Blog | International Criminal Court Comes to Fruition

The Rome Statute of the International Criminal Court came into force July 1, 2002, some 50 years after the United Nations first called for the establishment of a world tribunal. The Carter Center and former U.S. President Jimmy Carter have been strong advocates for the ICC.

The Center sent representatives to Rome in 1998 for the negotiations on the ICC and has collaborated with other international nongovernmental organizations to build support globally for the court. President Carter has sent dozens of letters to heads of state, encouraging them to support the establishment of the ICC.

Below is a discussion with the Center’s human rights lawyer, Ashley Barr, on the ICC and its implications.

What is the ICC?

The ICC is the first permanent tribunal to bring individuals to justice who have committed crimes against humanity, genocide, and war crimes. There are several so-called ad hoc courts that focus on one region or country, like the tribunal on the former Yugoslavia, but the ICC’s focus is global and it will be a permanent system for addressing the most heinous crimes committed by individuals. Ad hoc courts are time-consuming and expensive to establish on a case by case basis. Judges and prosecutors have to be recruited for each new court, and deciding the procedures and applicable laws for each court can be contentious. Having a permanent court means all the pieces will be in place for the court to respond to grave crimes more efficiently and effectively.

Why is the ICC important?

The United Nations called for the establishment of an international court 50 years ago, and many tribunals including the one in Nuremberg after World War II have led to this historic occasion. This is the one of the most important human rights developments since the establishment of the United Nations itself. Having a uniform approach to prosecuting crimes against humanity means that there is greater potential to ensure equal justice for all and consistency in how international law is applied. The fact that 139 countries have signed the Rome Treaty and more than half of these have ratified it means there is agreement among a growing majority of countries on how to go after the Pol Pots of the world.

Is the United States involved with the ICC?

President Clinton signed the Rome treaty on the ICC on Dec. 31, 2000, but President Bush does not support the ICC and and his administration has announced that the U.S. signature will not be honored. The Bush Administration opposes the ICC for complex reasons including concerns that US citizens abroad, like soldiers and police working with U.N. peacekeeping missions, will be accused of horrible crimes by enemies of the US and dragged in front of the international court.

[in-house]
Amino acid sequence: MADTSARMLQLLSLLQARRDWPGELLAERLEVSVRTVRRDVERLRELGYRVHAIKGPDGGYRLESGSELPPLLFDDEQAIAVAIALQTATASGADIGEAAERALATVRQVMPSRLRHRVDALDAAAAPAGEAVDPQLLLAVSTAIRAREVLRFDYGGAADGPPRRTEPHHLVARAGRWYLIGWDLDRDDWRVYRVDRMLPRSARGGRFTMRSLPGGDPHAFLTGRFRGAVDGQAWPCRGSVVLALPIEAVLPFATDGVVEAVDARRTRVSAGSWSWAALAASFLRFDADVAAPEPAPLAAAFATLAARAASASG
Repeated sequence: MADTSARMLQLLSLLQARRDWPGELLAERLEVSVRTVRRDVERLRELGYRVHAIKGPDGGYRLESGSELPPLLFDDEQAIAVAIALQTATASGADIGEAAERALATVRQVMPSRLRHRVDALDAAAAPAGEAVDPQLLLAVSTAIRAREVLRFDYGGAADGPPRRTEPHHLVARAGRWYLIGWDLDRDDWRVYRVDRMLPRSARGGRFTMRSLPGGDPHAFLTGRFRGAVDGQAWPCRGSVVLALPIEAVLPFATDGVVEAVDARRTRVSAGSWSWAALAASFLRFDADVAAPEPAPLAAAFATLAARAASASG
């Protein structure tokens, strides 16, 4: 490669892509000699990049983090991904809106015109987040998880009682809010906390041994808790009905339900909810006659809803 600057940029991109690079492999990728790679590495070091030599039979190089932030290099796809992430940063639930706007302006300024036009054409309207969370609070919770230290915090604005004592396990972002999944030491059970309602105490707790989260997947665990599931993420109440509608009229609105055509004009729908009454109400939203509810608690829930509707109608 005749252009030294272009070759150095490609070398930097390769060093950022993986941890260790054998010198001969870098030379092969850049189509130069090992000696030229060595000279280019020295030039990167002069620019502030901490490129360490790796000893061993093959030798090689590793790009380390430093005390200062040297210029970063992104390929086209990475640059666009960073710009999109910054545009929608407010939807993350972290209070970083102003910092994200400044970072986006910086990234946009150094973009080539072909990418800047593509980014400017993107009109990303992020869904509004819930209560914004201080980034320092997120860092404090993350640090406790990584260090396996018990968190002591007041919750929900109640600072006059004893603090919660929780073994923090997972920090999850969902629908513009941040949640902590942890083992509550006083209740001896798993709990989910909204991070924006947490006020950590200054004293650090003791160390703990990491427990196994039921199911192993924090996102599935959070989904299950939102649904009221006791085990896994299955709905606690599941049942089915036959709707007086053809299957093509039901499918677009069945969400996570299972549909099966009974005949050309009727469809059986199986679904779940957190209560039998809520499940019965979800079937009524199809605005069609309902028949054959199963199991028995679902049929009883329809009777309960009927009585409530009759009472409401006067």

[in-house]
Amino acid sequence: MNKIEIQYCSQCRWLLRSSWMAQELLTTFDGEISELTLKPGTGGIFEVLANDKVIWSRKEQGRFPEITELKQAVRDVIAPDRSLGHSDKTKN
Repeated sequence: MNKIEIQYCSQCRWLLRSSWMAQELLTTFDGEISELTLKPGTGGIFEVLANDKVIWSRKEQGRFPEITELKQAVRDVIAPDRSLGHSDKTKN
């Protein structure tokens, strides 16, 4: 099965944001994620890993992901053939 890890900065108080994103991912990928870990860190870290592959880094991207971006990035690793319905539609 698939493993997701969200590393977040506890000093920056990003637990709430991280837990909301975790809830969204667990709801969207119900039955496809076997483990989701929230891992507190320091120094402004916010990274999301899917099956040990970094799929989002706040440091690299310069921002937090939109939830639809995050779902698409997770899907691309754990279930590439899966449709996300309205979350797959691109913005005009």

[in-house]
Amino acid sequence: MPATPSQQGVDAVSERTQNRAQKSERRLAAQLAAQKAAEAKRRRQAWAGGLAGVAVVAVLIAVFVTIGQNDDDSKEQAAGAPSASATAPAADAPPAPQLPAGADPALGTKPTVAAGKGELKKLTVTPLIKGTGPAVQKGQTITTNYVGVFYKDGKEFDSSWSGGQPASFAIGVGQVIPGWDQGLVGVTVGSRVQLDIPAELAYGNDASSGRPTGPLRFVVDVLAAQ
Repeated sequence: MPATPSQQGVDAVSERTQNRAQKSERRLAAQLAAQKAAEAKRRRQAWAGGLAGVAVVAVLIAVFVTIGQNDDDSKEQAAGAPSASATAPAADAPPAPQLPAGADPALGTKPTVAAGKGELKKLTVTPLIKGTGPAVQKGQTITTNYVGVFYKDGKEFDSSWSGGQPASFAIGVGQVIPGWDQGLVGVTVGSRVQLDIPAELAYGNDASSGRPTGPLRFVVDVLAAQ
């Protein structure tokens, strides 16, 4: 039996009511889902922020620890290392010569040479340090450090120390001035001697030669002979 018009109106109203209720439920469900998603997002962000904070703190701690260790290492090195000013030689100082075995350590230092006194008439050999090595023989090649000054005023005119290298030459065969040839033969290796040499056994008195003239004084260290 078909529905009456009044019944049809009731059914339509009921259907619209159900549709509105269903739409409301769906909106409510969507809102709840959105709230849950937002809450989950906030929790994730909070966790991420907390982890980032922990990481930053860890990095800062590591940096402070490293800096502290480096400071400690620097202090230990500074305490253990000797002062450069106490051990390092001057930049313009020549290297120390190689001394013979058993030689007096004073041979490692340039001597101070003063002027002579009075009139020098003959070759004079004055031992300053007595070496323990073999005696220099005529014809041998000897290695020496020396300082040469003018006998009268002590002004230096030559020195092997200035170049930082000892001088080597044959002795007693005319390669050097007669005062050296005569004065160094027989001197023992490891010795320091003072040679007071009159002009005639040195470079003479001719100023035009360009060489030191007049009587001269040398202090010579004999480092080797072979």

What are the implications of the United States not joining the ICC?

One implication of US opposition to the ICC is that the US is threatening to withdraw financial support and personnel from UN peacekeeping missions around the world. The US has already pulled its personnel out of East Timor, and a crisis developed over the fate of the UN mission in Bosnia because of this US fear of prosecution by the ICC. The US is arguing that its citizens should be guaranteed they will not be prosecuted by the ICC. But the ICC would only take action if US domestic courts were incapable or unwilling to prosecute US citizens at home for the most horrific of crimes, like genocide, committed abroad.

The US insists that other governments adhere to international standards and laws, and yet the US is unwilling to be part of the most important development in the field of international justice. It is hypocritical for us to encourage other countries to uphold the principles that are most valued to Americans–justice and equality–when we are inconsistent in our international actions and refuse to cooperate with the international processes. There is a paradox in the fact that we are trying to persuade other countries to join us in the war on terrorism, but we are actively opposing a nearly universal effort by other nations to address humankind’s greatest crimes.

As of July 1, the day the Rome treaty came into effect, 76 countries had ratified the treaty. In early 2003, judges and prosecutors will be elected. The ICC is expected to become fully functional later the same year.

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